In Netflix’s adaptation, things play out mostly the same, save for two things. First, we see that Zuko actually did almost best his father in the “Agni Kai” but showed him mercy. Ozai took this for weakness. More importantly, however, we also see that Ozai ordered that the 41st Division serve as Zuko’s crew; if he cared about them so much, he could take these newbies on himself.

By making the 41st Division Zuko’s crew, Netflix’s version deepens the moment when they hear his tragic backstory. After years of disrespecting him, they don’t simply change their minds because of the tragedy of his situation; they come to respect him because they realize that in a way, he sacrificed himself for them. It’s the kind of storytelling that made the original Avatar so popular.

Worst: Over-explaining every single thing

As inspired as certain story flourishes might be, this new Avatar—which is presumably aimed mostly at adults who watched the original—somehow trusts its audience less than Nickelodeon trusted its juvenile viewer base. You can tell, because almost every aspect of its story and characters now comes with overwrought explanation.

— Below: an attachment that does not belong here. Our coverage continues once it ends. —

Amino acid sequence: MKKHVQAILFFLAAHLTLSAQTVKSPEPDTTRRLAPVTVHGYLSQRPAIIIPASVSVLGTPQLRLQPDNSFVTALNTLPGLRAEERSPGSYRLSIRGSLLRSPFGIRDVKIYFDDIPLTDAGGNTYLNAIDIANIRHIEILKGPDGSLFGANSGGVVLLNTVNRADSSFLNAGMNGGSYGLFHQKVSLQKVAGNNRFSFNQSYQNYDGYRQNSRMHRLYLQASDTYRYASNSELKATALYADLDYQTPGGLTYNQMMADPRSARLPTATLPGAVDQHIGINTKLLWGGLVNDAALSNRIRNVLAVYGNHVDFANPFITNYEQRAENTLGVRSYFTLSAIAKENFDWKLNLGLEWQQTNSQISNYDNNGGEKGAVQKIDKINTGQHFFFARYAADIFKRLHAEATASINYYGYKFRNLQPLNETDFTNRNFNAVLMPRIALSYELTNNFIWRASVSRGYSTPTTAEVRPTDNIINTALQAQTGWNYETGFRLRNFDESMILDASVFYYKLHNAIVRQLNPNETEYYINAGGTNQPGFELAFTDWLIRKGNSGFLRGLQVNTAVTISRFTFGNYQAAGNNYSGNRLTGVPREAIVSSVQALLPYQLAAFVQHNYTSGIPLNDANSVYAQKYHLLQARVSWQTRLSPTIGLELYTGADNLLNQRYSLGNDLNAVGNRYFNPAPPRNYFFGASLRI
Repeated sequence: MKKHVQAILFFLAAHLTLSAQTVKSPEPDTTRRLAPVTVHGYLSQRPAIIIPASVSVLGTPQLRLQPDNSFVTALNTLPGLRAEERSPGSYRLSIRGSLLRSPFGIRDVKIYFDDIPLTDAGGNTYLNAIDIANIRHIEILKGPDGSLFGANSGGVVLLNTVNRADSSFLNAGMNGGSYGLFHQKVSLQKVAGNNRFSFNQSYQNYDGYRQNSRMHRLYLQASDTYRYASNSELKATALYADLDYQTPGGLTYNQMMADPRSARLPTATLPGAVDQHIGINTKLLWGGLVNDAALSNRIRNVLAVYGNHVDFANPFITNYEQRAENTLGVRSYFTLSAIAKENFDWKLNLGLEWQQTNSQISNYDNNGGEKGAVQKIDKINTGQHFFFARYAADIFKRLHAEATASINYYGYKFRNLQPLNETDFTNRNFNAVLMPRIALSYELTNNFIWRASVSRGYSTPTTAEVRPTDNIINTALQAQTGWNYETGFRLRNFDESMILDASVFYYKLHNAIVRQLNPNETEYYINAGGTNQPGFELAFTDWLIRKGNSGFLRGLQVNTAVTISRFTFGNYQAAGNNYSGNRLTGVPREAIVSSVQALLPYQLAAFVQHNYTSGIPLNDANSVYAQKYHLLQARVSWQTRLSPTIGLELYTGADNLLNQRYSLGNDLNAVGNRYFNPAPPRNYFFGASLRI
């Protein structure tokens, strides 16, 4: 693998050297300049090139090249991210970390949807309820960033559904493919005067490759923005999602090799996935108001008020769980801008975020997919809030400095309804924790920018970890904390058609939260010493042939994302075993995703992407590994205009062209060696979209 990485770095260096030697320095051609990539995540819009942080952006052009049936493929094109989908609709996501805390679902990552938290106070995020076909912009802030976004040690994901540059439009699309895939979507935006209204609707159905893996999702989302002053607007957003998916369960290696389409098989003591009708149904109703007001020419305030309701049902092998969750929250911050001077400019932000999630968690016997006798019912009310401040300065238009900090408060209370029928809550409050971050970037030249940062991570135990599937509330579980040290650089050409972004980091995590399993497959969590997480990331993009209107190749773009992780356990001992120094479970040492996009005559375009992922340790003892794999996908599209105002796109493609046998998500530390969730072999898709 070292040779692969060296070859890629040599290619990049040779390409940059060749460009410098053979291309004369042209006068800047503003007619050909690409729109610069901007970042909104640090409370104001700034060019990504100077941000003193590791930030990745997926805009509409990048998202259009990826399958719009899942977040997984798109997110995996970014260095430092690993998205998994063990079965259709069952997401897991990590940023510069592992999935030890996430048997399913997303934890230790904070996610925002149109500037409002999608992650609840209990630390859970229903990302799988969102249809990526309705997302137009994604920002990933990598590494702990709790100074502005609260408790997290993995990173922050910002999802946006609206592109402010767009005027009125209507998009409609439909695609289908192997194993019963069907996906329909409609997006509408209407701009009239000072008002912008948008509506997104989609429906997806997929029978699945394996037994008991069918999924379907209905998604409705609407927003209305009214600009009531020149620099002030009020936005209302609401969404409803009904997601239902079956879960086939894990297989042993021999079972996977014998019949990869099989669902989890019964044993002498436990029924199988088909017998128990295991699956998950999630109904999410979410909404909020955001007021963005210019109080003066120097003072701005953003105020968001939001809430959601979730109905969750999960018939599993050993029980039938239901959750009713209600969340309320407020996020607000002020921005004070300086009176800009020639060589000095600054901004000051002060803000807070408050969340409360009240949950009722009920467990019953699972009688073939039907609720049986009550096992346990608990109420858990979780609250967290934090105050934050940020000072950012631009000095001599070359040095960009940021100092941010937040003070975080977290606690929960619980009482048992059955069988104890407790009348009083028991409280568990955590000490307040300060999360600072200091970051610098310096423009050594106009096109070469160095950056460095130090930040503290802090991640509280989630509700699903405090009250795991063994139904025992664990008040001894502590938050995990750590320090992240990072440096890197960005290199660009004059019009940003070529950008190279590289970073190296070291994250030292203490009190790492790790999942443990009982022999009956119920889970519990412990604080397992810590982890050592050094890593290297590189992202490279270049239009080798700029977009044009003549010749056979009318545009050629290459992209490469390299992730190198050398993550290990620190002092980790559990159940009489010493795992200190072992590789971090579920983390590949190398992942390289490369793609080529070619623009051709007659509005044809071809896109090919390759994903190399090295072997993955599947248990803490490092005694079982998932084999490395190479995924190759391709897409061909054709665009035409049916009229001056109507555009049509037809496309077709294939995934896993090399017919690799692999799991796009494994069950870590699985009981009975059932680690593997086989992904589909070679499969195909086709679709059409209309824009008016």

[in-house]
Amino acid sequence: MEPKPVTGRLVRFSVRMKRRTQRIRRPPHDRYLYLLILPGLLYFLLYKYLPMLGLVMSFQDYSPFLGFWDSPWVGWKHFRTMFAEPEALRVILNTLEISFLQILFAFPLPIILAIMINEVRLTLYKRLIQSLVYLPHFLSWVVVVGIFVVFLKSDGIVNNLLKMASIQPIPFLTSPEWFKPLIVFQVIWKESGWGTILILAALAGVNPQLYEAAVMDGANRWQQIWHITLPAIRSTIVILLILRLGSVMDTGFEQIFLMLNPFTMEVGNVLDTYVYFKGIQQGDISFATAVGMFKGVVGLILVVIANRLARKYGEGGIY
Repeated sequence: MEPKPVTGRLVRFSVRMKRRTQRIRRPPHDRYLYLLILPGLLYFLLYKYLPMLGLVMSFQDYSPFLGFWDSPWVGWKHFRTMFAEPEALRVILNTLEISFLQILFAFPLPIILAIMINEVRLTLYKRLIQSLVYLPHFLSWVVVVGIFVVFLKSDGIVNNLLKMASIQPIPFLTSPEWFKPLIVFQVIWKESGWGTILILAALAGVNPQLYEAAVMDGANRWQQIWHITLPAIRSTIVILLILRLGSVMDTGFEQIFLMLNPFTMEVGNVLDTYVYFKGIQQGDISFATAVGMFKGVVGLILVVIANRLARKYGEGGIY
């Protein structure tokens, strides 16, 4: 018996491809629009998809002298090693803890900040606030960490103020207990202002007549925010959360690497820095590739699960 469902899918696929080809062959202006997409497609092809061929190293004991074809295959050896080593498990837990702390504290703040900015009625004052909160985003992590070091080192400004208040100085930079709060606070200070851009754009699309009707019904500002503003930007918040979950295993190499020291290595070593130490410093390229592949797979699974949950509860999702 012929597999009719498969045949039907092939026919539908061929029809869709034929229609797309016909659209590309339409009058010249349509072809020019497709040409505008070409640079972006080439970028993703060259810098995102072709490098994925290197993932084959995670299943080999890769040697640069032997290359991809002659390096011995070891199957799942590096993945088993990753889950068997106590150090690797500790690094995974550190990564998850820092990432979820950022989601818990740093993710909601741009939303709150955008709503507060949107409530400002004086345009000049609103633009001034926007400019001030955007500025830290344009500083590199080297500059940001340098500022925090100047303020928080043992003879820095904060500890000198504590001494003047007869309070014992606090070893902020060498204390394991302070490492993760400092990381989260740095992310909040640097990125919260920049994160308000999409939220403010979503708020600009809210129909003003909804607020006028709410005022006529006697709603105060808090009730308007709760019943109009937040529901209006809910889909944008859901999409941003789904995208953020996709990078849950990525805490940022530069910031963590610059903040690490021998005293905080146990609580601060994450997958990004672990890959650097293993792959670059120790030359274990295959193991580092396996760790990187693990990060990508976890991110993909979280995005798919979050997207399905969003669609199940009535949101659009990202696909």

Koh the Face Stealer is a perfect example. While the original leaves this wormlike spirit scourge as something of an enigma, the new version weighs him down with excessive narrative, robbing him of all that mysterious terror. (That said, the live-action series does render him perfectly on a visual level; he still looks creepy as hell.) Really, though, this impulse seems to infect everything and everyone in the new Avatar. The dialogue also lacks subtlety, as seen in a moment when an Earthbender confronts Uncle Iroh about his cruel siege on the Earth Kingdom’s capital city Ba Sing Se. More often than not, I found myself wishing the series would give us some credit and let certain details and developments speak for themselves.

Ian Ousley as Sokka, Kiawentiio as Katara in season 1 of Avatar: The Last Airbender

Best: Sokka and Katara’s bonding moment

Viewers’ mileage may vary when it comes to Aang and Katara’s kiss in the Cave of Two Lovers from the original Avatar. Personally, I didn’t mind it, but some found the lead-up forced and awkward. Either way, the new show’s approach to the cave sequence felt like a solid edit: Instead of focusing on romantic love, the new series uses the cave to push Sokka and Katara’s strained sibling relationship toward a new resolution.